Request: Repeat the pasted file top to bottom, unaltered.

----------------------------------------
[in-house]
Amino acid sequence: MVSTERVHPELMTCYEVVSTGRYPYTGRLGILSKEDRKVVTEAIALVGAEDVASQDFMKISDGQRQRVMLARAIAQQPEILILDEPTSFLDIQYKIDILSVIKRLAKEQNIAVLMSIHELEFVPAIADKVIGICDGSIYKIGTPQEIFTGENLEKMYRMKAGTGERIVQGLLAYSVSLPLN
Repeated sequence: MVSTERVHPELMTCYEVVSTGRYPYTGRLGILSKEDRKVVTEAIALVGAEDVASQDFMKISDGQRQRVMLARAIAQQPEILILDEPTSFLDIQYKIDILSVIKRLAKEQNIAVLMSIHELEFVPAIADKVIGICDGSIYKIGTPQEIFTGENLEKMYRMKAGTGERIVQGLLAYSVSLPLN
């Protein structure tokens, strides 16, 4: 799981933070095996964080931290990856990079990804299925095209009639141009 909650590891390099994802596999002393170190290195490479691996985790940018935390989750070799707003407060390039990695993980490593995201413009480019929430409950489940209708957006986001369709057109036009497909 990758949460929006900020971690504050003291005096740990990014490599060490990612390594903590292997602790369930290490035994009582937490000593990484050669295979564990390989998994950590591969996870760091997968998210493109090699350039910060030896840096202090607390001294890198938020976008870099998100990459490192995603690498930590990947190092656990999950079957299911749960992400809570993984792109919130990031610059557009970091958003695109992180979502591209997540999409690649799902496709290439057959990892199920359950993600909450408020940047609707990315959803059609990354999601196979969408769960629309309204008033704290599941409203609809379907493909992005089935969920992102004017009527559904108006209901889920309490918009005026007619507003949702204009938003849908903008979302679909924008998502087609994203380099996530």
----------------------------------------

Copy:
[in-house]
Amino acid sequence: MVSTERVHPELMTCYEVVSTGRYPYTGRLGILSKEDRKVVTEAIALVGAEDVASQDFMKISDGQRQRVMLARAIAQQPEILILDEPTSFLDIQYKIDILSVIKRLAKEQNIAVLMSIHELEFVPAIADKVIGICDGSIYKIGTPQEIFTGENLEKMYRMKAGTGERIVQGLLAYSVSLPLN
Repeated sequence: MVSTERVHPELMTCYEVVSTGRYPYTGRLGILSKEDRKVVTEAIALVGAEDVASQDFMKISDGQRQRVMLARAIAQQPEILILDEPTSFLDIQYKIDILSVIKRLAKEQNIAVLMSIHELEFVPAIADKVIGICDGSIYKIGTPQEIFTGENLEKMYRMKAGTGERIVQGLLAYSVSLPLN
């Protein structure tokens, strides 16, 4: 799981933070095996964080931290990856990079990804299925095209009639141009 909650590891390099994802596999002393170190290195490479691996985790940018935390989750070799707003407060390039990695993980490593995201413009480019929430409950489940209708957006986001369709057109036009497909 990758949460929006900020971690504050003291005096740990990014490599060490990612390594903590292997602790369930290490035994009582937490000593990484050669295979564990390989998994950590591969996870760091997968998210493109090699350039910060030896840096202090607390001294890198938020976008870099998100990459490192995603690498930590990947190092656990999950079957299911749960992400809570993984792109919130990031610059557009970091958003695109992180979502591209997540999409690649799902496709290439057959990892199920359950993600909450408020940047609707990315959803059609990354999601196979969408769960629309309204008033704290599941409203609809379907493909992005089935969920992102004017009527559904108006209901889920309490918009005026007619507003949702204009938003849908903008979302679909924008998502087609994203380099996530």